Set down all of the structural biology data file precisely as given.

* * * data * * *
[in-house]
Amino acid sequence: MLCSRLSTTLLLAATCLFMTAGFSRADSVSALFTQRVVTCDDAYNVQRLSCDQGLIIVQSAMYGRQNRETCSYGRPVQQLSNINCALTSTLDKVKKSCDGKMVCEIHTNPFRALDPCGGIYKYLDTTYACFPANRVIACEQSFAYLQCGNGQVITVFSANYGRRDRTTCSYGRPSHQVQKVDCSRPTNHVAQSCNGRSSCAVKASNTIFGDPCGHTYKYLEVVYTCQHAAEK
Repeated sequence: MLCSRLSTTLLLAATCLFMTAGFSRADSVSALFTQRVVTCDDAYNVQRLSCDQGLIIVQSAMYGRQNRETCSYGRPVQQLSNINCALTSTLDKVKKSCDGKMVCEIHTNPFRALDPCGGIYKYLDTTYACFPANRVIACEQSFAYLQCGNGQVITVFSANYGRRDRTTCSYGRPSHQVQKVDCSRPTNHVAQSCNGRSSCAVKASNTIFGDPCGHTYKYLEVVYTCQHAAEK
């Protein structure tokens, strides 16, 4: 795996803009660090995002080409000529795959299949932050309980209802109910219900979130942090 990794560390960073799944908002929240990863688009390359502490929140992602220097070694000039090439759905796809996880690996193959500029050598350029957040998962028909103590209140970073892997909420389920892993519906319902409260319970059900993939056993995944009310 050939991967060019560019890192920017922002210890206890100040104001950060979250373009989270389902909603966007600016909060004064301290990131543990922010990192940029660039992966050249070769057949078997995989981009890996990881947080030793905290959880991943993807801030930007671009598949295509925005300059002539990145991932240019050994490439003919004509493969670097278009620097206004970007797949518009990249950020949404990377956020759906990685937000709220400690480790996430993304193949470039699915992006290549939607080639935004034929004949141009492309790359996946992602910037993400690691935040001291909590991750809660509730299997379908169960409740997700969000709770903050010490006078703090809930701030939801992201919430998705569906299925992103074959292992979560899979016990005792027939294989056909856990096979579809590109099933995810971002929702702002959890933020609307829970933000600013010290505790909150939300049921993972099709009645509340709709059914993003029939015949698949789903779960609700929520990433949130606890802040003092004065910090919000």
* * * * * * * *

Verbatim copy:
[in-house]
Amino acid sequence: MLCSRLSTTLLLAATCLFMTAGFSRADSVSALFTQRVVTCDDAYNVQRLSCDQGLIIVQSAMYGRQNRETCSYGRPVQQLSNINCALTSTLDKVKKSCDGKMVCEIHTNPFRALDPCGGIYKYLDTTYACFPANRVIACEQSFAYLQCGNGQVITVFSANYGRRDRTTCSYGRPSHQVQKVDCSRPTNHVAQSCNGRSSCAVKASNTIFGDPCGHTYKYLEVVYTCQHAAEK
Repeated sequence: MLCSRLSTTLLLAATCLFMTAGFSRADSVSALFTQRVVTCDDAYNVQRLSCDQGLIIVQSAMYGRQNRETCSYGRPVQQLSNINCALTSTLDKVKKSCDGKMVCEIHTNPFRALDPCGGIYKYLDTTYACFPANRVIACEQSFAYLQCGNGQVITVFSANYGRRDRTTCSYGRPSHQVQKVDCSRPTNHVAQSCNGRSSCAVKASNTIFGDPCGHTYKYLEVVYTCQHAAEK
């Protein structure tokens, strides 16, 4: 795996803009660090995002080409000529795959299949932050309980209802109910219900979130942090 990794560390960073799944908002929240990863688009390359502490929140992602220097070694000039090439759905796809996880690996193959500029050598350029957040998962028909103590209140970073892997909420389920892993519906319902409260319970059900993939056993995944009310 050939991967060019560019890192920017922002210890206890100040104001950060979250373009989270389902909603966007600016909060004064301290990131543990922010990192940029660039992966050249070769057949078997995989981009890996990881947080030793905290959880991943993807801030930007671009598949295509925005300059002539990145991932240019050994490439003919004509493969670097278009620097206004970007797949518009990249950020949404990377956020759906990685937000709220400690480790996430993304193949470039699915992006290549939607080639935004034929004949141009492309790359996946992602910037993400690691935040001291909590991750809660509730299997379908169960409740997700969000709770903050010490006078703090809930701030939801992201919430998705569906299925992103074959292992979560899979016990005792027939294989056909856990096979579809590109099933995810971002929702702002959890933020609307829970933000600013010290505790909150939300049921993972099709009645509340709709059914993003029939015949698949789903779960609700929520990433949130606890802040003092004065910090919000």